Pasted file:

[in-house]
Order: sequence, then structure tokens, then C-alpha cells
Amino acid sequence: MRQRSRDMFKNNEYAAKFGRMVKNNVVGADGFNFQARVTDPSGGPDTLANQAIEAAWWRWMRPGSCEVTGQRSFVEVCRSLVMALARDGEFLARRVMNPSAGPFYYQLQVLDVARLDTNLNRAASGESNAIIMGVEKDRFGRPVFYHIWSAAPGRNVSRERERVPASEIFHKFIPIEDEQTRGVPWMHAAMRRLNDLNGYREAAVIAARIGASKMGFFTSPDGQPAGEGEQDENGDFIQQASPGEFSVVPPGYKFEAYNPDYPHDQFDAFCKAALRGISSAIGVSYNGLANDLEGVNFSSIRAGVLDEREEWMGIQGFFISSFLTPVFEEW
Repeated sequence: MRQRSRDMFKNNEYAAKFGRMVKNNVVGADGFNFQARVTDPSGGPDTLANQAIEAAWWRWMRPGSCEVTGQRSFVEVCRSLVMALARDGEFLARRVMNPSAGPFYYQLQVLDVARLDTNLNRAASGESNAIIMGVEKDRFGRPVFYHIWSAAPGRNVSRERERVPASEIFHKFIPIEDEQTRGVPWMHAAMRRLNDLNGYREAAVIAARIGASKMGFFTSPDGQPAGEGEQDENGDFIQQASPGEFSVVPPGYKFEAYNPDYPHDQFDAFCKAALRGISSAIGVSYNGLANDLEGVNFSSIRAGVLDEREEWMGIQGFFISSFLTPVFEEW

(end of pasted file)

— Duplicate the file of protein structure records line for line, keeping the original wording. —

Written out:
[in-house]
Order: sequence, then structure tokens, then C-alpha cells
Amino acid sequence: MRQRSRDMFKNNEYAAKFGRMVKNNVVGADGFNFQARVTDPSGGPDTLANQAIEAAWWRWMRPGSCEVTGQRSFVEVCRSLVMALARDGEFLARRVMNPSAGPFYYQLQVLDVARLDTNLNRAASGESNAIIMGVEKDRFGRPVFYHIWSAAPGRNVSRERERVPASEIFHKFIPIEDEQTRGVPWMHAAMRRLNDLNGYREAAVIAARIGASKMGFFTSPDGQPAGEGEQDENGDFIQQASPGEFSVVPPGYKFEAYNPDYPHDQFDAFCKAALRGISSAIGVSYNGLANDLEGVNFSSIRAGVLDEREEWMGIQGFFISSFLTPVFEEW
Repeated sequence: MRQRSRDMFKNNEYAAKFGRMVKNNVVGADGFNFQARVTDPSGGPDTLANQAIEAAWWRWMRPGSCEVTGQRSFVEVCRSLVMALARDGEFLARRVMNPSAGPFYYQLQVLDVARLDTNLNRAASGESNAIIMGVEKDRFGRPVFYHIWSAAPGRNVSRERERVPASEIFHKFIPIEDEQTRGVPWMHAAMRRLNDLNGYREAAVIAARIGASKMGFFTSPDGQPAGEGEQDENGDFIQQASPGEFSVVPPGYKFEAYNPDYPHDQFDAFCKAALRGISSAIGVSYNGLANDLEGVNFSSIRAGVLDEREEWMGIQGFFISSFLTPVFEEW